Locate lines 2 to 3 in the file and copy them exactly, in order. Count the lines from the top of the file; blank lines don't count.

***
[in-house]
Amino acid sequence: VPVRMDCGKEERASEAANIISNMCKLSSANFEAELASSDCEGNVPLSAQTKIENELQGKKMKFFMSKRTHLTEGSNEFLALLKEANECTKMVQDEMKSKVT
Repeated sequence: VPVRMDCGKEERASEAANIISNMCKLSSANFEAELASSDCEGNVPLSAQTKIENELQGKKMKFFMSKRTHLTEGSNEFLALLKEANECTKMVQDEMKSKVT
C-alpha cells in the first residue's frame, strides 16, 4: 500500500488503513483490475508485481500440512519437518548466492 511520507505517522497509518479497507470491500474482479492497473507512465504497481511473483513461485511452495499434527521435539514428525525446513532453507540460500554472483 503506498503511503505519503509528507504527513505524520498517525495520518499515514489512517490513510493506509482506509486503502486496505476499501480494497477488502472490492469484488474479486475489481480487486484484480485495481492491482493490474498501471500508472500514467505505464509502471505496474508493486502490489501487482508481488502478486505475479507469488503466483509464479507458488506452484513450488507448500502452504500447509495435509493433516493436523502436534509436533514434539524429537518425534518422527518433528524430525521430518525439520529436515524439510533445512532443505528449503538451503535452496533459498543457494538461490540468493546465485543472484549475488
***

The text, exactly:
Amino acid sequence: VPVRMDCGKEERASEAANIISNMCKLSSANFEAELASSDCEGNVPLSAQTKIENELQGKKMKFFMSKRTHLTEGSNEFLALLKEANECTKMVQDEMKSKVT
Repeated sequence: VPVRMDCGKEERASEAANIISNMCKLSSANFEAELASSDCEGNVPLSAQTKIENELQGKKMKFFMSKRTHLTEGSNEFLALLKEANECTKMVQDEMKSKVT